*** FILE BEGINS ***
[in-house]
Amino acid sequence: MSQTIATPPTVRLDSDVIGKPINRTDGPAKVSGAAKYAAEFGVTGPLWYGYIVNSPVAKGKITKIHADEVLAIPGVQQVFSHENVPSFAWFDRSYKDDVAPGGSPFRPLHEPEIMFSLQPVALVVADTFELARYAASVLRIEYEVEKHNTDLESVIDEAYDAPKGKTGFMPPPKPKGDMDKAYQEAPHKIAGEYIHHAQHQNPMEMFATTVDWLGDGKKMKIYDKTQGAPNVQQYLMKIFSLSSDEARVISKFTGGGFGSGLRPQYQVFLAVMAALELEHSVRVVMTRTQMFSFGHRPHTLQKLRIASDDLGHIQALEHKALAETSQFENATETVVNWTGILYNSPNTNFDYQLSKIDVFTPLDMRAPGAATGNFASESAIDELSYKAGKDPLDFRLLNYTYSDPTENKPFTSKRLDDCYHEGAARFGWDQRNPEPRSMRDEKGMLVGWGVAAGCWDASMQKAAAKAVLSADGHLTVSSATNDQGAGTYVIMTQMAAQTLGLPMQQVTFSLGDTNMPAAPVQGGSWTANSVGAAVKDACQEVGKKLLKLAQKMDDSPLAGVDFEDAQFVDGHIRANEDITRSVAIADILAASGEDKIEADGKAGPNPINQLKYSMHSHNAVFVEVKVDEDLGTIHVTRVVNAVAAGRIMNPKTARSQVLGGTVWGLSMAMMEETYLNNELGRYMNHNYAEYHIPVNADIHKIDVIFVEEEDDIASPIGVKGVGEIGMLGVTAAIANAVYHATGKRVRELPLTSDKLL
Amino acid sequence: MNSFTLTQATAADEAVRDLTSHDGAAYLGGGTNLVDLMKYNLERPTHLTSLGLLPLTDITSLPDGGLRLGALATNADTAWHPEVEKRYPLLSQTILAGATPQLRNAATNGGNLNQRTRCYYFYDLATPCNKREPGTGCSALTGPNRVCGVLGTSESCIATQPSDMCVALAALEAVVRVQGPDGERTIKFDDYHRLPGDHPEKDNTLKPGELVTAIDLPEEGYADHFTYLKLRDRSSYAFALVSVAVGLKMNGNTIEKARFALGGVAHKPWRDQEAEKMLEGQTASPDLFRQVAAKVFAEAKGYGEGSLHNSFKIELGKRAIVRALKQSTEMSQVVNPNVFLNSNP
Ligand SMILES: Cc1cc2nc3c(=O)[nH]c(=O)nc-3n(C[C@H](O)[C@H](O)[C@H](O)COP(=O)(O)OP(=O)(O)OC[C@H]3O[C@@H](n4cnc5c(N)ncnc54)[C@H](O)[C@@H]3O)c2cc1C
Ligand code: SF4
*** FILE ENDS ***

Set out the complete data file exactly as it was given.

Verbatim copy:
[in-house]
Amino acid sequence: MSQTIATPPTVRLDSDVIGKPINRTDGPAKVSGAAKYAAEFGVTGPLWYGYIVNSPVAKGKITKIHADEVLAIPGVQQVFSHENVPSFAWFDRSYKDDVAPGGSPFRPLHEPEIMFSLQPVALVVADTFELARYAASVLRIEYEVEKHNTDLESVIDEAYDAPKGKTGFMPPPKPKGDMDKAYQEAPHKIAGEYIHHAQHQNPMEMFATTVDWLGDGKKMKIYDKTQGAPNVQQYLMKIFSLSSDEARVISKFTGGGFGSGLRPQYQVFLAVMAALELEHSVRVVMTRTQMFSFGHRPHTLQKLRIASDDLGHIQALEHKALAETSQFENATETVVNWTGILYNSPNTNFDYQLSKIDVFTPLDMRAPGAATGNFASESAIDELSYKAGKDPLDFRLLNYTYSDPTENKPFTSKRLDDCYHEGAARFGWDQRNPEPRSMRDEKGMLVGWGVAAGCWDASMQKAAAKAVLSADGHLTVSSATNDQGAGTYVIMTQMAAQTLGLPMQQVTFSLGDTNMPAAPVQGGSWTANSVGAAVKDACQEVGKKLLKLAQKMDDSPLAGVDFEDAQFVDGHIRANEDITRSVAIADILAASGEDKIEADGKAGPNPINQLKYSMHSHNAVFVEVKVDEDLGTIHVTRVVNAVAAGRIMNPKTARSQVLGGTVWGLSMAMMEETYLNNELGRYMNHNYAEYHIPVNADIHKIDVIFVEEEDDIASPIGVKGVGEIGMLGVTAAIANAVYHATGKRVRELPLTSDKLL
Amino acid sequence: MNSFTLTQATAADEAVRDLTSHDGAAYLGGGTNLVDLMKYNLERPTHLTSLGLLPLTDITSLPDGGLRLGALATNADTAWHPEVEKRYPLLSQTILAGATPQLRNAATNGGNLNQRTRCYYFYDLATPCNKREPGTGCSALTGPNRVCGVLGTSESCIATQPSDMCVALAALEAVVRVQGPDGERTIKFDDYHRLPGDHPEKDNTLKPGELVTAIDLPEEGYADHFTYLKLRDRSSYAFALVSVAVGLKMNGNTIEKARFALGGVAHKPWRDQEAEKMLEGQTASPDLFRQVAAKVFAEAKGYGEGSLHNSFKIELGKRAIVRALKQSTEMSQVVNPNVFLNSNP
Ligand SMILES: Cc1cc2nc3c(=O)[nH]c(=O)nc-3n(C[C@H](O)[C@H](O)[C@H](O)COP(=O)(O)OP(=O)(O)OC[C@H]3O[C@@H](n4cnc5c(N)ncnc54)[C@H](O)[C@@H]3O)c2cc1C
Ligand code: SF4